The CODEX data were used to compute and compare the CLQ between all cell-type pairs in the small bowel versus the colon. The colocalization quotient between cell type A and cell type B was calculated using the expression \({{\rm{CLQ}}}_{{\rm{A\to B}}}=\frac{{C}_{{\rm{A\to B}}}\,/\,{N}_{{\rm{A}}}}{{N}_{{\rm{B}}}\,/\,(N-1)}\) (ref. 81), where CA→B is the number of cells of cell type A among the defined nearest neighbours of cell type B. N is the total number of cells and NA and NB are the numbers of cells for cell type A and cell type B. Student’s t-tests, adjusted for multiple-hypothesis testing, were used identity statistically significant different CLQs between the small bowel and colon.

Ligand and receptor analyses

The FANTOM5 database82 and 12 more literature-supported experimentally validated ligand and receptor pairs were used to obtain the final list of validated ligand receptor pairs83. Non-parametric Wilcoxon rank-sum tests were used to identify differentially expressed ligands and receptors in the small bowel versus the colon (adjusted P-value cut-off = 0.05).

Quality control, dimensionality reduction and clustering of snATAC–seq data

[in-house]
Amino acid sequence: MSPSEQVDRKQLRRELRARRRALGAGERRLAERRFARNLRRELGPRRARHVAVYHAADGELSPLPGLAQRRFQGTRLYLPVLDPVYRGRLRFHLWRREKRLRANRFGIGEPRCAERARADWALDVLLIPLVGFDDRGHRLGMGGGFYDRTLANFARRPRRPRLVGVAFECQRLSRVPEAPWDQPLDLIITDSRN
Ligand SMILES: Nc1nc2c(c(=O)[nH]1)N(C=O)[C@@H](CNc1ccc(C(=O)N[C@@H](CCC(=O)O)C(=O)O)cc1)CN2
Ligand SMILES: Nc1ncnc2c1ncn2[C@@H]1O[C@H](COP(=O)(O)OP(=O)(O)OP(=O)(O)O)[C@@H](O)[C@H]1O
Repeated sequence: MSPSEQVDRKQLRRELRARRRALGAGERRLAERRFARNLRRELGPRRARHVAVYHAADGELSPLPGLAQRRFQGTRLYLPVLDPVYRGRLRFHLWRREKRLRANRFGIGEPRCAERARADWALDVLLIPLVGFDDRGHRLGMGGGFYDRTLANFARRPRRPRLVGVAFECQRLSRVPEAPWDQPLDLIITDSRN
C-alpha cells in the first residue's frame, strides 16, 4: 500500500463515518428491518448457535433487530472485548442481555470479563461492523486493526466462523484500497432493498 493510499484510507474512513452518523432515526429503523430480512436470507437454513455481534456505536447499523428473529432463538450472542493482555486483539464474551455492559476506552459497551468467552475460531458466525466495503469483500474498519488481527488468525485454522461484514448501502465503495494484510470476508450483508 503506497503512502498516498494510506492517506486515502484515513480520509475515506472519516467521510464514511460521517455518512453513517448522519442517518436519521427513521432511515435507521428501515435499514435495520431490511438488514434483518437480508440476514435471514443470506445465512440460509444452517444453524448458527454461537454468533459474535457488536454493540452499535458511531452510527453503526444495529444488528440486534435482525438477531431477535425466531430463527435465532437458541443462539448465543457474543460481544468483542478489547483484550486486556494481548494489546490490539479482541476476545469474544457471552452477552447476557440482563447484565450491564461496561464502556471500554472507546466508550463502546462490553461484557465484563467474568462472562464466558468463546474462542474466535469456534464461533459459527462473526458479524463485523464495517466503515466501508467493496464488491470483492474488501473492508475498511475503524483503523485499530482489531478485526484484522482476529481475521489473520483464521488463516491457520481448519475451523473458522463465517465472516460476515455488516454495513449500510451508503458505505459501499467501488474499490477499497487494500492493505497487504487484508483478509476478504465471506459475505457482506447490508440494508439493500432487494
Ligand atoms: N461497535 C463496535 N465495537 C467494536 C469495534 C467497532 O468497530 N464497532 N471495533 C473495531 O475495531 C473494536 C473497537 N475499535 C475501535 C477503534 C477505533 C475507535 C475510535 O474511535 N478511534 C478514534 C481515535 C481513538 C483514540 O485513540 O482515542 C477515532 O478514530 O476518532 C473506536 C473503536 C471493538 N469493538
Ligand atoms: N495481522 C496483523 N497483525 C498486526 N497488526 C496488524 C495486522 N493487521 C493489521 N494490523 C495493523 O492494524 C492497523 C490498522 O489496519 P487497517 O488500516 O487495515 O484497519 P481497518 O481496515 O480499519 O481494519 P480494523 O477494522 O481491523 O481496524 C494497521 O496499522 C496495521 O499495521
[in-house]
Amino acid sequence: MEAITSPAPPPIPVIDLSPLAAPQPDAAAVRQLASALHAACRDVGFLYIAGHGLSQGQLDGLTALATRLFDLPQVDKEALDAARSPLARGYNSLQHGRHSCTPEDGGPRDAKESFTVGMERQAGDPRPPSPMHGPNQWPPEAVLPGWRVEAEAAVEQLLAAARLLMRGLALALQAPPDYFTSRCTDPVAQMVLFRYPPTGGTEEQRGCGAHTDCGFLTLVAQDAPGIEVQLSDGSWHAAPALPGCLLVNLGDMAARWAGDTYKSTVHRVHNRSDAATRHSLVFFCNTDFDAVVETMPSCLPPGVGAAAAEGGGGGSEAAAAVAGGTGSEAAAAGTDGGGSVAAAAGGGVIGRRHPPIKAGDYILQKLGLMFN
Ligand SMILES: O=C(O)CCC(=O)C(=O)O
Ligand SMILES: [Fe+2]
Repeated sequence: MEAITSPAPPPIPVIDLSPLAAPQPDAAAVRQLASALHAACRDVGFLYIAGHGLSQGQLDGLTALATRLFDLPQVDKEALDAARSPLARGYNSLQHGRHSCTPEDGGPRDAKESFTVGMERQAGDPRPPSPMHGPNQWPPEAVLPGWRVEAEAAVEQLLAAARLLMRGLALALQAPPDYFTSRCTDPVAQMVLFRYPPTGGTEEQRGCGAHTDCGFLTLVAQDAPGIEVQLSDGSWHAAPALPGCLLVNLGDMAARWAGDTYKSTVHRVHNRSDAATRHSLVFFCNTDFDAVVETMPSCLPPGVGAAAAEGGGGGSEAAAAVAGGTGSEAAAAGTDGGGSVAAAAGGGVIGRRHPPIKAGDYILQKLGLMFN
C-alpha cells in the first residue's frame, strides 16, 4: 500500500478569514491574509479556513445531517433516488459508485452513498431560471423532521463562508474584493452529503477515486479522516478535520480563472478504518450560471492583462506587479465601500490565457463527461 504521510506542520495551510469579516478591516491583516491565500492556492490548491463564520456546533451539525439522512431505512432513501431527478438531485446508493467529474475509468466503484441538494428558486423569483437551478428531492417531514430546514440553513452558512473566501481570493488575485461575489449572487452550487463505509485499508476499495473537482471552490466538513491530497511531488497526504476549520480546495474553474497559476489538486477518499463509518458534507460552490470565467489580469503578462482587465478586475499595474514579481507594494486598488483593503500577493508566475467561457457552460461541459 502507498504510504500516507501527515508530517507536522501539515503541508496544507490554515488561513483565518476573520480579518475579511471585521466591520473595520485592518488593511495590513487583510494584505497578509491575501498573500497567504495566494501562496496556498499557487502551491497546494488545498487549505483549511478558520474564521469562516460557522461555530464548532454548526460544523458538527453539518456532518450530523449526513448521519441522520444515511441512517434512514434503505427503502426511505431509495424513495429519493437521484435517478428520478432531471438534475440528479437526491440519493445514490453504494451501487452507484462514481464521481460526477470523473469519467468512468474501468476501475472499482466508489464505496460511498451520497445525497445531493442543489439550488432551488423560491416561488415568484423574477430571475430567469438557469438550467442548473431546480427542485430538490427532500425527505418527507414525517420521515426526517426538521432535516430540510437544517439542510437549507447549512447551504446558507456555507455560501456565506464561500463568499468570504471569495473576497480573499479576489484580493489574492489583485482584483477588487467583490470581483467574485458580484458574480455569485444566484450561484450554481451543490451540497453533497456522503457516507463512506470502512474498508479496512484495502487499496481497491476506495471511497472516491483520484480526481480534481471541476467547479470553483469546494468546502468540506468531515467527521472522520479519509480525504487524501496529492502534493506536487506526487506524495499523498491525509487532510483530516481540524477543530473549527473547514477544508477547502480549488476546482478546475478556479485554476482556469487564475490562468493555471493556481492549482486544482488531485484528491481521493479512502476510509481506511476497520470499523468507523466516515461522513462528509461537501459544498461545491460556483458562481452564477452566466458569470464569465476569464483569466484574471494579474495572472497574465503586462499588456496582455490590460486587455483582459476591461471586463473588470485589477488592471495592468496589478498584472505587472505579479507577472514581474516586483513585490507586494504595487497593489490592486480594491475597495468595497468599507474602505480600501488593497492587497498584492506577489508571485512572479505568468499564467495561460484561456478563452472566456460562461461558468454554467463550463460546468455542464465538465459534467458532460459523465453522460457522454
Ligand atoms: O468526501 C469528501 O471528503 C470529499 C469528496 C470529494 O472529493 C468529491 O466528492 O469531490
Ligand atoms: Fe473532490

The snATAC fragments files were loaded into R (v.4.1.2) using the createArrowFiles function in ArchR52. Quality-control metrics were computed for each cell and any cells with TSS enrichments less than 5 were removed. Cells were also filtered on the basis of the number of unique fragments sequenced using a unique fragment cut-off that was defined for each individual sample. The sample-specific cut-offs enabled us to account for differences in sequencing depth between samples and ranged from 1,000 to 10,000, with the most common cut-off being 3,000 fragments per cell. After quality control and filtering, doublet scores for all multiome cells and all non-multiome snATAC cells were computed using the ArchR function addDoubletScores with k = 10, knnMethod = “UMAP” and LSIMethod = 1. An ArchR project was then created and doublets were filtered with filterDoublets with a filter ratio of 1.2. A small number of snATAC samples did not separate into distinct clusters of expected cell types and were removed from downstream analysis. For the non-multiome scATAC cells, an IterativeLSI dimensionality reduction was generated using addIterativeLSI, with iterations = 3, sampleCellsPre = 25000, dimsToUse = 1:25 and varFeatures = 15000. Next, clusters were added with addClusters with resolution = 1.5, nOutlier = 20, seed = 1, sampleCells = 40000 and maxClusters = 40, and the resulting clusters were divided into groups on the basis of whether the cells exhibited high gene activity scores52, a measure of accessibility within and around a gene body, for known immune, stromal or epithelial marker genes.